Thank you all so much for joining me! I can’t wait to see how this all plays out!

Vote For Your Favorite Period Costumes Below!

The 2021 Emmy Nominations – Outstanding Costumes

I am so beyond excited to share with you all the complete 2021 Emmy Nominations – Outstanding Costumes list. There is so much talent within this list, including many great friends of The Art of Costume! Congratulations to all of the talented costume designers, assistant costume designers, costume supervisors, and the countless crewmembers worldwide that helped bring these brilliant projects come to life.

Tune in Sunday, September 19 for the 73rd Emmy Awards hosted by Cedric the Entertainer on CBS and Paramount+.

2021 Emmy Nominations – Outstanding Costumes

Outstanding Fantasy/Sci-Fi Costumes

The Handmaid’s Tale • Nightshade • Hulu • Hulu, MGM, Daniel Wilson Productions, The Littlefield Company, White Oak

Debra Hanson, Costume Designer
Jane Flanders, Costume Supervisor
Darci Cheyne, Assistant Costume Designer

Lovecraft Country • I Am. • HBO • HBO in association with afemme, Monkeypaw, Bad Robot, and Warner Bros. Television

Dayna Pink, Costume Designer
Zachary Sheets, Costume Supervisor
Terry Anderson, Assistant Costume Designer

The Mandalorian • Chapter 13: The Jedi • Disney+ • Lucasfilm Ltd.

Shawna Trpcic, Costume Designer
Julie Robar, Costume Supervisor
Sara Fox, Assistant Costume Designer

The Umbrella Academy • The Frankel Footage • Netflix • UCP for Netflix

Christopher Hargadon, Costume Designer
Heather Crepp, Assistant Costume Designer William Ng, Assistant Costume Designer
Jane Fieber, Costume Supervisor

WandaVision • Filmed Before A Live Studio Audience • Disney+ • Marvel Studios

Mayes C. Rubeo, Costume Designer
Joseph Feltus, Assistant Costume Designer
Daniel Selon, Assistant Costume Designer
Virginia Burton, Costume Supervisor

Outstanding Contemporary Costumes

black-ish • Our Wedding Dre • ABC • ABC Signature

Michelle R. Cole, Costume Designer
Juliann M. Smith DeVito, Costume Supervisor

Euphoria • F**k Anyone Who’s Not A Sea Blob • HBO • HBO in association with Reasonable Bunch, A24, Little Lamb, Dreamcrew, ADD Content Agency | HOT | Tedy Productions

Heidi Bivens, Costume Designer
Devon Patterson, Costume Supervisor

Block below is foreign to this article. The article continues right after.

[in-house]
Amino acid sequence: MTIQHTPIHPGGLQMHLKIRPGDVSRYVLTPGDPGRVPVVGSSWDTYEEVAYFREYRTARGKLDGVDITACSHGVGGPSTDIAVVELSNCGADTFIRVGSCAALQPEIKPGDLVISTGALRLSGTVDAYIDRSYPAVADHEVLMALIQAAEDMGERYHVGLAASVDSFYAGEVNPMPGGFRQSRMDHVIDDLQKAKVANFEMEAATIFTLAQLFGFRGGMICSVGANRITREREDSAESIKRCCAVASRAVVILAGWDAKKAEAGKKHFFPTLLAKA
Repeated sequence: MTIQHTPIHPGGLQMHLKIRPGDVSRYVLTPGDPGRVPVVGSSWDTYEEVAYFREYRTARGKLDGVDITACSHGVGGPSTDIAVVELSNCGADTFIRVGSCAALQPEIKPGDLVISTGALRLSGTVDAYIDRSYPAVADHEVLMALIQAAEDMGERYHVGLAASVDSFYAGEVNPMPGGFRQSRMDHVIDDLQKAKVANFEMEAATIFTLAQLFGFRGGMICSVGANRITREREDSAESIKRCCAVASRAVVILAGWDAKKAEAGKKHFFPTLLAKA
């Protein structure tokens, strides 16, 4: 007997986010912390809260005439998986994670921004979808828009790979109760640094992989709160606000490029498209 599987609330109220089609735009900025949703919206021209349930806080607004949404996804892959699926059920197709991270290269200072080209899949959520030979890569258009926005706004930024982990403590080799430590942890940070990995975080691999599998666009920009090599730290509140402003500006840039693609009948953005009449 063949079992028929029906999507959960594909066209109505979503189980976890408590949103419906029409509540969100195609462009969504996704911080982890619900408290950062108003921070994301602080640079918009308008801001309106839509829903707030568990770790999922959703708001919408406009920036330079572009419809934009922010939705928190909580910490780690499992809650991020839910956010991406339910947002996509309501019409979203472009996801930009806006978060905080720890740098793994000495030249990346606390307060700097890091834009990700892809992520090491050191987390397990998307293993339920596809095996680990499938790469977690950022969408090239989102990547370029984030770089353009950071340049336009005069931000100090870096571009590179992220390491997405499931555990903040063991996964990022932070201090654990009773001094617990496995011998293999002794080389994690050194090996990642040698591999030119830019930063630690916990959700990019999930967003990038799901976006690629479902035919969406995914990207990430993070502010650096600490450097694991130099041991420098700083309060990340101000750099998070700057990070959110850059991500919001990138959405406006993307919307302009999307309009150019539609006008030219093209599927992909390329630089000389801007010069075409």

Angelina Vitto, Assistant Costume Designer

Hacks • There Is No Line (Pilot) • HBO Max • Universal Television in association with Paulilu, First Thought Productions,
Fremulon Productions, 3 Arts Entertainment

Kathleen Felix-Hager, Costume Designer
Karen Bellamy, Costume Supervisor

I May Destroy You • Social Media Is A Great Way To Connect • HBO • HBO in association with BBC, Various Artists Limited, FALKNA

Lynsey Moore, Costume Designer
Rosie Lack, Assistant Costume Designer
Debbie Roberts, Costume Supervisor

Mare Of Easttown • Miss Lady Hawk Herself • HBO • HBO in association with wiip Studios, The Low Dweller Productions,
Juggle Productions, Mayhem and Zobot Projects

Meghan Kasperlik, Costume Designer
Francisco Stoll, Costume Supervisor
Taylor Smith, Costume Supervisor
Laura Downing, Costume Supervisor
Jennifer Hryniw, Assistant Costume Designer

The Politician • New York State Of Mind • Netflix • A Fox21 Television Studios Production for Netflix

Claire Parkinson, Costume Designer
Lily Parkinson, Assistant Costume Designer
James Hammer, Assistant Costume Designer
Laura Steinmann, Costume Supervisor

Pose • Series Finale • FX Networks • FX Productions in association with 20th Century Television

Analucia McGorty, Costume Designer
Michelle Roy, Assistant Costume Designer
Linda Giammarese, Costume Supervisor

Bridgerton • Diamond Of The First Water • Netflix • A Netflix Original Series in association with shondalandmedia

Ellen Mirojnick, Costume Designer
John W. Glaser III, Costume Designer
Sanaz Missaghian, Costume Supervisor
Kenny Crouch, Costume Supervisor

The Crown • Terra Nullius • Netflix • Left Bank Pictures in association with Sony Pictures Television for Netflix

Amy Roberts, Costume Designer
Sidonie Roberts, Assistant Costume Designer
Giles Gale, Costume Supervisor

Halston • Versailles • Netflix • A Netflix Original Series

Jeriana San Juan, Costume Designer
Catherine Crabtree, Assistant Costume Designer
Cailey Breneman, Assistant Costume Designer
Anne Newton-Harding, Costume Supervisor

The Queen’s Gambit • End Game • Netflix • Netflix

Gabriele Binder, Costume Designer
Gina Krauss, Assistant Costume Designer
Katrin Hoffmann, Assistant Costume Designer
Nanrose Buchmann, Assistant Costume Designer
Sparka Lee Hall, Costume Supervisor

Ratched • Pilot • Netflix • A Fox21 Television Studios Production for Netflix

Lou Eyrich, Costume Designer
Rebecca Guzzi, Costume Designer
Allison Agler, Assistant Costume Designer
Betsy Glick, Costume Supervisor

Recreating Royal Wedding Gowns: The Crown

Featured Image: Emma Corrin as Princess Diana. Netflix: The Crown, Season 4 Episode 3. Photo: Des Willie/Netflix